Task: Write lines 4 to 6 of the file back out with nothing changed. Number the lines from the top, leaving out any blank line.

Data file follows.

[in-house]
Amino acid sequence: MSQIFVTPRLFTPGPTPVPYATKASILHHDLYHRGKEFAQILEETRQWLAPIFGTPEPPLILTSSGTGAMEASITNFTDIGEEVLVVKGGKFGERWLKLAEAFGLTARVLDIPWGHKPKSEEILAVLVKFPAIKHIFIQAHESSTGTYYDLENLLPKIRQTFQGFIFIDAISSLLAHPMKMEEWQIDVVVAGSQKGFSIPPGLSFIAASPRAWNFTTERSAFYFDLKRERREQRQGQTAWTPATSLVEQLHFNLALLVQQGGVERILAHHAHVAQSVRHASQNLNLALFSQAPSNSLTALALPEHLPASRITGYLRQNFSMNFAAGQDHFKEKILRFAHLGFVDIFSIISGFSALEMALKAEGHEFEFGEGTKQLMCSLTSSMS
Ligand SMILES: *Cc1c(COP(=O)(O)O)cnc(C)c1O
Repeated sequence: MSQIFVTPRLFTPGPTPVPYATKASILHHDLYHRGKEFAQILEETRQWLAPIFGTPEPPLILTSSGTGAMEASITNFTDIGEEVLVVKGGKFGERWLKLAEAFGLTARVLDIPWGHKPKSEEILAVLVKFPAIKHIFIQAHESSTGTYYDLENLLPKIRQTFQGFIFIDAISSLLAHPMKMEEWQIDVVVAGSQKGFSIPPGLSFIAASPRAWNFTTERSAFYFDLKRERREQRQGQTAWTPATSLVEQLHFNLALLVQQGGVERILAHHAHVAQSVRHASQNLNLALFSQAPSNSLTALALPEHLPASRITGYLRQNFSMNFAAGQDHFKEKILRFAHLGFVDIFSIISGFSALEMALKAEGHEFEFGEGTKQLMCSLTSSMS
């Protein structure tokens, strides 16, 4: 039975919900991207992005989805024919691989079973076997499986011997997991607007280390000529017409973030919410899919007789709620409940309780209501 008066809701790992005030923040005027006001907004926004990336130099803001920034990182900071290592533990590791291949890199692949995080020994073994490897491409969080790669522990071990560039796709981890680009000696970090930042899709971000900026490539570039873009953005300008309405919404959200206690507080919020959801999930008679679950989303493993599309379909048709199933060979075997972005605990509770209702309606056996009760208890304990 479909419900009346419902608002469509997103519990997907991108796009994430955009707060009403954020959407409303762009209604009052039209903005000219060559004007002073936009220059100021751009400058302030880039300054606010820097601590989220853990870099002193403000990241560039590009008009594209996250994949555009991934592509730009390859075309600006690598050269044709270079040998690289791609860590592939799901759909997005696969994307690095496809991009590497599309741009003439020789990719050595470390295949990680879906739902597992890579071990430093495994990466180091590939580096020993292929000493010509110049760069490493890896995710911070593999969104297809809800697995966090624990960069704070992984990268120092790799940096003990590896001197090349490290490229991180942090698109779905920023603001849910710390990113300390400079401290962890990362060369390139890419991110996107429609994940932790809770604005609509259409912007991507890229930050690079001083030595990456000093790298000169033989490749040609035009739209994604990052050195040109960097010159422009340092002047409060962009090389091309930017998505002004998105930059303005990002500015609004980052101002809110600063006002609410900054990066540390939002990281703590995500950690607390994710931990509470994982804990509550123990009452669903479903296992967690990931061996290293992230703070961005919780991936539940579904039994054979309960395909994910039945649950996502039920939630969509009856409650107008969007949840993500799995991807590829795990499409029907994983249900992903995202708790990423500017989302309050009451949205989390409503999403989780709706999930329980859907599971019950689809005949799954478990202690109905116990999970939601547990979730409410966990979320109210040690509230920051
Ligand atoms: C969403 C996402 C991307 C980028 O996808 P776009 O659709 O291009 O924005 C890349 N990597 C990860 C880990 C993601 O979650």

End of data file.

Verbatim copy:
Repeated sequence: MSQIFVTPRLFTPGPTPVPYATKASILHHDLYHRGKEFAQILEETRQWLAPIFGTPEPPLILTSSGTGAMEASITNFTDIGEEVLVVKGGKFGERWLKLAEAFGLTARVLDIPWGHKPKSEEILAVLVKFPAIKHIFIQAHESSTGTYYDLENLLPKIRQTFQGFIFIDAISSLLAHPMKMEEWQIDVVVAGSQKGFSIPPGLSFIAASPRAWNFTTERSAFYFDLKRERREQRQGQTAWTPATSLVEQLHFNLALLVQQGGVERILAHHAHVAQSVRHASQNLNLALFSQAPSNSLTALALPEHLPASRITGYLRQNFSMNFAAGQDHFKEKILRFAHLGFVDIFSIISGFSALEMALKAEGHEFEFGEGTKQLMCSLTSSMS
């Protein structure tokens, strides 16, 4: 039975919900991207992005989805024919691989079973076997499986011997997991607007280390000529017409973030919410899919007789709620409940309780209501 008066809701790992005030923040005027006001907004926004990336130099803001920034990182900071290592533990590791291949890199692949995080020994073994490897491409969080790669522990071990560039796709981890680009000696970090930042899709971000900026490539570039873009953005300008309405919404959200206690507080919020959801999930008679679950989303493993599309379909048709199933060979075997972005605990509770209702309606056996009760208890304990 479909419900009346419902608002469509997103519990997907991108796009994430955009707060009403954020959407409303762009209604009052039209903005000219060559004007002073936009220059100021751009400058302030880039300054606010820097601590989220853990870099002193403000990241560039590009008009594209996250994949555009991934592509730009390859075309600006690598050269044709270079040998690289791609860590592939799901759909997005696969994307690095496809991009590497599309741009003439020789990719050595470390295949990680879906739902597992890579071990430093495994990466180091590939580096020993292929000493010509110049760069490493890896995710911070593999969104297809809800697995966090624990960069704070992984990268120092790799940096003990590896001197090349490290490229991180942090698109779905920023603001849910710390990113300390400079401290962890990362060369390139890419991110996107429609994940932790809770604005609509259409912007991507890229930050690079001083030595990456000093790298000169033989490749040609035009739209994604990052050195040109960097010159422009340092002047409060962009090389091309930017998505002004998105930059303005990002500015609004980052101002809110600063006002609410900054990066540390939002990281703590995500950690607390994710931990509470994982804990509550123990009452669903479903296992967690990931061996290293992230703070961005919780991936539940579904039994054979309960395909994910039945649950996502039920939630969509009856409650107008969007949840993500799995991807590829795990499409029907994983249900992903995202708790990423500017989302309050009451949205989390409503999403989780709706999930329980859907599971019950689809005949799954478990202690109905116990999970939601547990979730409410966990979320109210040690509230920051
Ligand atoms: C969403 C996402 C991307 C980028 O996808 P776009 O659709 O291009 O924005 C890349 N990597 C990860 C880990 C993601 O979650």